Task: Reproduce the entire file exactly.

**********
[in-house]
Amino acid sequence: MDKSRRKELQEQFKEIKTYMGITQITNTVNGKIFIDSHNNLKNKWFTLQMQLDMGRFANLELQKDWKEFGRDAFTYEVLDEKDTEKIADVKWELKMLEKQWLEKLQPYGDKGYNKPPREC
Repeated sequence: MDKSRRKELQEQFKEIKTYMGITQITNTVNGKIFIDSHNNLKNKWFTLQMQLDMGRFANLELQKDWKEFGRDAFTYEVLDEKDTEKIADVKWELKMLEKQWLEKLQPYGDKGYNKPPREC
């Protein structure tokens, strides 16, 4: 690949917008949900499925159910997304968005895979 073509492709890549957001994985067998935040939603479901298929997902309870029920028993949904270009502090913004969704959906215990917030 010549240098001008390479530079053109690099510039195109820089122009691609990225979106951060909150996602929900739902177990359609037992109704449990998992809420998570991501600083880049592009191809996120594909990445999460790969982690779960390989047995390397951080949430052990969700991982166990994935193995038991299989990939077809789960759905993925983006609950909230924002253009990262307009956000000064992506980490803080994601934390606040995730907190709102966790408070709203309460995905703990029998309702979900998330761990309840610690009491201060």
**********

[in-house]
Amino acid sequence: MDKSRRKELQEQFKEIKTYMGITQITNTVNGKIFIDSHNNLKNKWFTLQMQLDMGRFANLELQKDWKEFGRDAFTYEVLDEKDTEKIADVKWELKMLEKQWLEKLQPYGDKGYNKPPREC
Repeated sequence: MDKSRRKELQEQFKEIKTYMGITQITNTVNGKIFIDSHNNLKNKWFTLQMQLDMGRFANLELQKDWKEFGRDAFTYEVLDEKDTEKIADVKWELKMLEKQWLEKLQPYGDKGYNKPPREC
């Protein structure tokens, strides 16, 4: 690949917008949900499925159910997304968005895979 073509492709890549957001994985067998935040939603479901298929997902309870029920028993949904270009502090913004969704959906215990917030 010549240098001008390479530079053109690099510039195109820089122009691609990225979106951060909150996602929900739902177990359609037992109704449990998992809420998570991501600083880049592009191809996120594909990445999460790969982690779960390989047995390397951080949430052990969700991982166990994935193995038991299989990939077809789960759905993925983006609950909230924002253009990262307009956000000064992506980490803080994601934390606040995730907190709102966790408070709203309460995905703990029998309702979900998330761990309840610690009491201060």